The Sunday Mail
Three interesting political events occurred recently in Zimbabwe, two of which I will discuss in this article.
The first was the reported meeting between former President Robert Mugabe and his one time deputy Dr Joice Mujuru.
According to reports, National People’s Party leader Dr Mujuru met the former Head of State at his “Blue Roof” residence in Borrowdale, Harare, where he apparently “apologised” for “hounding her out of the party”.
Ostensibly, Cde Mugabe said he felt he should apologise “after having had time to reflect”.
Of course, politicians never meet for no reason, and anyone with even the slightest discernment can perceive that there were other discussions of a political nature after the “apology” had been offered and accepted.
Nevertheless, former president Cde Mugabe’s meeting with Dr Mujuru has stirred much speculation in media and political circles, with many asking if this means that a Mujuru-Mugabe political axis was in the making.
While the intention of that meeting was perhaps to discuss matters centred around a potential alliance or to “test the waters” so to speak, the consequent backlash that the meeting inspired shows virtually no Zimbabwean wants to see this happening.
However, there are some positive consequences that have inadvertently emerged out of that encounter, and these serve Zanu-PF’s 2018 election bid well.
It is, as such, important to debunk some of the theories put forward by private media pundits as per the purposes of the Mugabe-Mujuru round-table.
One “analyst” was quoted by the private media saying the meeting meant the former president was “using primitive tribal politics to play Mujuru against Mnangagwa … to use the strength of the Mashonaland West, East and Central provinces – dominated by the Zezurus – to increase their leverage in torpedoing Mnangagwa’s presidential bid”.
Let me categorically state that that observation is illogical, simplistic and stems from lazy thought.
Firstly, Dr Mujuru is not Zezuru. She is Korekore. Her late husband was Zezuru.
Secondly, since her expulsion form Zanu-PF in 2014, Dr Mujuru has lost her so-called “Mujuru faction” supporters as they have predominantly remained in Zanu-PF.
Also, her leadership record since her departure from Zanu-PF shows she is a lightweight.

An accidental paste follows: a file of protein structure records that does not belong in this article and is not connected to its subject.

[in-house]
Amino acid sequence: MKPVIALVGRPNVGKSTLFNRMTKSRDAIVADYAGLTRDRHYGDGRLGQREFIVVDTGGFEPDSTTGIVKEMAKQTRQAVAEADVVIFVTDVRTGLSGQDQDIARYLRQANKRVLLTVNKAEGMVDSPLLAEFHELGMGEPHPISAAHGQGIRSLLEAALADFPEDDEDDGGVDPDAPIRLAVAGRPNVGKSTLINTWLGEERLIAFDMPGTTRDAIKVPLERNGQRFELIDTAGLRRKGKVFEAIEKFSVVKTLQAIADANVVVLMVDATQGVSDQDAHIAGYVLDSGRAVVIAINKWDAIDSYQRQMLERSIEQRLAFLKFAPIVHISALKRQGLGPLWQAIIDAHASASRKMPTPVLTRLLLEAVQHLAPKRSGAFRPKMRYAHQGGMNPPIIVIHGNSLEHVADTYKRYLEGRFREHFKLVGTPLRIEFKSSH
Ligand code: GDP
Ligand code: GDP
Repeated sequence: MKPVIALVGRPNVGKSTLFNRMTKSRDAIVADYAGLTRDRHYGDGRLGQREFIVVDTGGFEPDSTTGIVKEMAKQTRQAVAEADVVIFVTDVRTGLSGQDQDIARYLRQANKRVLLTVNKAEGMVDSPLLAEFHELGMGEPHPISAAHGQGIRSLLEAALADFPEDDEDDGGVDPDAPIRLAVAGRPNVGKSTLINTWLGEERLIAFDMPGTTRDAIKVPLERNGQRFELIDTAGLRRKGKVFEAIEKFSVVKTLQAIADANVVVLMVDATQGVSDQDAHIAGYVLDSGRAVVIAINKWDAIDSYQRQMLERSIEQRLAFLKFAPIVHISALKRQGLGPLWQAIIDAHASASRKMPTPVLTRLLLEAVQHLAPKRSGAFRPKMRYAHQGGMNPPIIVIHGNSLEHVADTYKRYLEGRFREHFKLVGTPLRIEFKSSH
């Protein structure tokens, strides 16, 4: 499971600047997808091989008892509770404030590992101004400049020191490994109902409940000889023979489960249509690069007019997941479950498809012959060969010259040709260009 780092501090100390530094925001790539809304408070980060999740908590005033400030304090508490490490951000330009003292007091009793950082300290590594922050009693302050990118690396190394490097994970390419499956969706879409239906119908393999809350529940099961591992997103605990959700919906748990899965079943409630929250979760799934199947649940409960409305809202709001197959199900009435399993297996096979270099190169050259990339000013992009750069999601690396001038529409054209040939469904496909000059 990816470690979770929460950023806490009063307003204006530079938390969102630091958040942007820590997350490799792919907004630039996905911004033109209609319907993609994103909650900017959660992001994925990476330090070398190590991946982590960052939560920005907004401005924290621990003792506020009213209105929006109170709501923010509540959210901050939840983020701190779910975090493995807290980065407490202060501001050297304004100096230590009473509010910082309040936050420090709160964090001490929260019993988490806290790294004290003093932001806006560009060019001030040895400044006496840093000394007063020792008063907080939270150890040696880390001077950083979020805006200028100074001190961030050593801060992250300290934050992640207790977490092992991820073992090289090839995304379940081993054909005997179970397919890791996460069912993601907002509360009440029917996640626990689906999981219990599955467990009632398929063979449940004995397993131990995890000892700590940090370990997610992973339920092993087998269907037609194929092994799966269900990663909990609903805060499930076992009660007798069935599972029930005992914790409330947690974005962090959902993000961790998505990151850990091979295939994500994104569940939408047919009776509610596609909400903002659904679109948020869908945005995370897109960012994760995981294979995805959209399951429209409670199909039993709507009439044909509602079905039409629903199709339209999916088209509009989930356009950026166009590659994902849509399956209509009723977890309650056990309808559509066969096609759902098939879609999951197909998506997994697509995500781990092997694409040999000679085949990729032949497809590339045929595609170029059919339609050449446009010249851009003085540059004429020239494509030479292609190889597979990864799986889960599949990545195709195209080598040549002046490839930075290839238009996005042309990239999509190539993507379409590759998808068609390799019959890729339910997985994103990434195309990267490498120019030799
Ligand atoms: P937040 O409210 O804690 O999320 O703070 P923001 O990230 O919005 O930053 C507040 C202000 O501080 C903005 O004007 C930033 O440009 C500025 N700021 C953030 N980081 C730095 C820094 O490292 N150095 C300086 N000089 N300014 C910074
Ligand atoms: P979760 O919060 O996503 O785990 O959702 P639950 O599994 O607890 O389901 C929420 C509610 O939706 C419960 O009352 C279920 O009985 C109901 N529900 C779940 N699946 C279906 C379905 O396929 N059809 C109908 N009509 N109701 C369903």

Since 2014, Dr Mujuru has unsuccessfully led different political formations, including the Zimbabwe People First project (which split) and NPP (which has lost many of its original members to other opposition parties).
This again shows that Zanu-PF supporters are loyal to the party and not to individuals.
Still, there are three inadvertent consequences that stemmed from the Mujuru-Mugabe meeting, and these complement Zanu-PF’s electoral bid.
In an interview with Voice of America, Dr Mujuru had this to say about Cde Mugabe’s mood during the meeting: “He was very happy, I think he’s resting, he’s doing fine . . . I was very happy to see him in that mood.”
Asked whether the former Head of State was under house arrest, Dr Mujuru responded: “No, not house arrest as such … of course, being a former president, he should have people who guard him as soldiers.
“They could be soldiers and policemen all included because that is how he used to move, even when he was still Head of State.”
By saying this, Dr Mujuru has brought to rest all social media conspiracies and tales that the former president was being mistreated and held hostage by the new administration.
In fact, Dr Mujuru has borne witness that the former president is not under house arrest and that he is not being mistreated.
Secondly, the meeting between Dr Mujuru and former President Mugabe has inadvertently thrown a spanner into the so-called grand opposition coalition talks.
Already, there are murmurs among MDC-T youths that the Mugabe-Mujuru meeting was evidence that Dr Mujuru is working to split the MDC-T. It’s unavoidable that the perceived Mujuru-Mugabe discussions have embittered the opposition rank and file and, therefore, increased the chances of further splitting the opposition and shattering the already fragile coalition.
Finally, responding to a flurry of private media reports, Dr Mujuru has had to un- equivocally deny the existence of any alliance with expelled G40 members or their associated political outfit.
This is because the meeting with former President Mugabe inspired mumbling and discontent among Zimbabweans in general.
The reason behind the public’s murmurings and discontent is that the expelled G40 members are grossly unpopular in Zimbabwe, and any talk of an axis with G40 and their New Patriotic Front seriously diminishes Dr Mujuru’s political capital.
Therefore, in response to the negative publicity inspired by the Mugabe meeting and particularly speculation that she may align herself with the hugely unpopular former First Lady, Dr Mujuru had no choice but to distance herself from the NPF and its politics; and again this benefits Zanu-PF.
Ultimately, Dr Mujuru will have a tough time convincing her opposition colleagues that she has not forged an alliance with Cde Mugabe.
Speaking of opposition, one cannot help but be bemused and perhaps amused at the circus in the MDC-T.
One day, reports say Advocate Nelson Chamisa has been anointed as party leader Mr Morgan Tsvangirai’s successor. The next day, counter-reports emerge proclaiming that Adv Chamisa is, in fact, not successor.
The third day, reports emerge that Engineer Elias Mudzuri and Ms Thokozani Khupe are negotiating with Dr Mujuru outside of MDC-T policy.
It is tragically ironic that MDC-T is now in a full-fledged factional and succession war that will cause much apathy and discontent among their rank and file come Election Day.
As I’ve argued before, the opposition does not stand a chance against Zanu-PF in 2018.
Perhaps they should sit this one out and regroup for 2023 or else live to see an impending three-way split after this year’s harmonised elections.